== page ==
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Love-struck College student jailed for love texts to Ugandan MP

If you thought it is only Kenyan lawmakers being troubled by menacing seduction tactics by the public, wait till you meet a Woman Representative in Uganda who cried in court while narrating her experience with a smitten young man.

Kabalore Woman Member of Parliament Sylvia Rwabwogo started receiving calls in November 2017 from a stranger who would profess love to her.

The calls and messages got so frequent that she reported him to the police. He would be disclosed as 25-year-old Brian Isiko, a college student.

On Wednesday, Isiko was sentenced to two years in prison for what a Ugandan magistrate said was harassment of the MP.


Details of Isiko’s pursuit of love from the MP mirror those revealed in Parliament in March when Kenyan lawmakers complained about the turbulent times they had been going through in the hands of individuals who were out to “seduce” them.

“There is a lady who has the phone numbers of all the MPs and keeps sending us nude photos,” Majority Leader Aden Duale said.

“We have been bullied, seduced and the careers of some politicians have ended due to cyber-bullying,” added Minority Leader Junet Mohamed.

“We are also being seduced left, right and centre,” contributed Baringo Woman Representative Kaptuya Cheboiwo.

The MPs’ complaints led to the arrest of 23-year-old Wazir Benson Masubo, who is out on bond after denying charges of defrauding MPs using the identity of Murang’a woman representative Sabina Chege.

In the case of the Ugandan student, it started gradually.

“At the start, I took it for granted, thinking maybe it was just a simple call from one of my constituents. Later the calls become frequent with the caller making more weird love confessions. I felt this had gone too far, so I reported the incident to police at Parliament and blocked the numbers. But the stalker resorted to text messages,” Ms Rwabwogo told the court.


She added: “One of the texts that provoked my fears said: ‘I love you so much and want to protect you. My love is for you alone and since there is no one taking care of you, I will do it. I have realised that you [are] in deep trouble.’”

Ms Rwabogo’s profile on the Parliament website lists her as single, perhaps exciting Isiko to try out his luck.

Ms Rwabwogo, who told court that she received several more calls and more than 10 messages, said one time her stalker sent a text asserting that he had failed to sleep at night and all on his mind were only thoughts of her.

She said this worried her, coming during the wave of kidnaps across the country. Ms Rwabwogo said she set up an appointment to meet the stalker upon the police at Parliament assigning her a guard. They set up a date at Java House, a coffee hangout at Lugogo in Kampala and the love-struck young man promptly showed up.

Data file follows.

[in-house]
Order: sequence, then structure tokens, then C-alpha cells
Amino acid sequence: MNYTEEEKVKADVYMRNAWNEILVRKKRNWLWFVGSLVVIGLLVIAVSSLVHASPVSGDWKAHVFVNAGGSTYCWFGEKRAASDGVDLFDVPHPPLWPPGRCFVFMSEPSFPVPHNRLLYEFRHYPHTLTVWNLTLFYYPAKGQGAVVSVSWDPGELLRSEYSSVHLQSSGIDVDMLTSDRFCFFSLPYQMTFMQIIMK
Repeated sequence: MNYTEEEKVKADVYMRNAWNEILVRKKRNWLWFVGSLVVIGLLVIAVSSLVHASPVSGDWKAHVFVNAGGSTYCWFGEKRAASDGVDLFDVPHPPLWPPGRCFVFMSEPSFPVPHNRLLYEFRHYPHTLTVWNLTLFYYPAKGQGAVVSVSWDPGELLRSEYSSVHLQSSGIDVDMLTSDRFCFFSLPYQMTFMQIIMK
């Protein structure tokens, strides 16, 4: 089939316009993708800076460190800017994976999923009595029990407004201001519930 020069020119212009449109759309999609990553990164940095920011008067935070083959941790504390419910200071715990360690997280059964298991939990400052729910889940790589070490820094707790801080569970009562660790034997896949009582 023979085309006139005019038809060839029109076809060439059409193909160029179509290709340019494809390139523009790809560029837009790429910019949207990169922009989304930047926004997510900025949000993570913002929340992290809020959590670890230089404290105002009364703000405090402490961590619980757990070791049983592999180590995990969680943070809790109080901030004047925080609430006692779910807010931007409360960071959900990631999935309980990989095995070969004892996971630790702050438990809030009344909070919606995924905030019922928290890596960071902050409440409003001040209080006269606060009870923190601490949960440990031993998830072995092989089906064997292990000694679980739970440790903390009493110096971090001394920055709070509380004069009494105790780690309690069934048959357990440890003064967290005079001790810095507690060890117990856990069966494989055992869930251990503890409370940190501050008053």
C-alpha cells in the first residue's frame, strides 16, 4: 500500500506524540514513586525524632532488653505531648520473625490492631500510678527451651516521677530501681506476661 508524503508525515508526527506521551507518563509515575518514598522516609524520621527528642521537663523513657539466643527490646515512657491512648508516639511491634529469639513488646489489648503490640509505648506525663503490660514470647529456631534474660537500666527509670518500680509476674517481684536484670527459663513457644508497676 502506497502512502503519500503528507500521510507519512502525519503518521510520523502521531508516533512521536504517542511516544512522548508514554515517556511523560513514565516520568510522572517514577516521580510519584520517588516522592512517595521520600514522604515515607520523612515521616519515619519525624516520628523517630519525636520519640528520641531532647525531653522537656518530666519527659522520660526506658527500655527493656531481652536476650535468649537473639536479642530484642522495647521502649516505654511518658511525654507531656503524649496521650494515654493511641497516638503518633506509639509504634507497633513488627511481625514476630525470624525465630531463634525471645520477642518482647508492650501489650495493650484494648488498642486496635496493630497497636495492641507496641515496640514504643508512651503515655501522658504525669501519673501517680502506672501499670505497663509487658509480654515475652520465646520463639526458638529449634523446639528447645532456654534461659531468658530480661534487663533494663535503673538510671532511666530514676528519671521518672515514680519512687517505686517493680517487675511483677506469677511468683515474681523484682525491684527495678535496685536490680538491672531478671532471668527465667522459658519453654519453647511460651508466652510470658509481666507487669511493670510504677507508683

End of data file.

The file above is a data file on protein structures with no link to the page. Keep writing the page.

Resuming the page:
Upon their encounter, she said, the stalker flashed his identity card with the name “Brian Isiko” and her guard quickly seized him.


But Ms Rwabwogo said she got further puzzled that even when Isiko was in police custody, she continued receiving the explicit love messages from his phone. She said this caused her immense psychological torture.

Throughout Ms Rwabwogo’s sobs, however, Isiko who was clad in a black dotted shirt, stood in the dock smiling sheepishly.

This moved the trial magistrate Kamasanyu to ask him why he was stalking a woman almost twice his age.

But Isiko innocently retorted: “Everything she [Ms Rwabwogo] said is correct. I wanted her to become a personal friend. I ask for forgiveness. I also wanted her to give me ideas on how to run my poultry project. I did not have any bad intention. In fact, that is why I agreed to meet her so that we could talk.”

He said he gleaned the MP’s phone contact from the Parliament website.

In her verdict, Ms Kamasanyu said society has groomed men to always demean and disrespect women and that explains why Isiko continued to bother Ms Rwabwogo even after she attempted to block his calls.

“I have had the benefit to listen to both the complainant and the convict, but he kept laughing all through the session. This is a demeanour of a person who is not remorseful,” she said.

“At some points, the complainant broke down, this kind of harassment can only be done by a selfish person and the intentions are only known to him,” Ms Kamasanyu added.

She said considering the fluid security situation in the country, a custodial sentence is the best punishment to deter men who find it normal to harass women.

Isiko had initially denied the charges but pleaded guilty during the Wednesday session.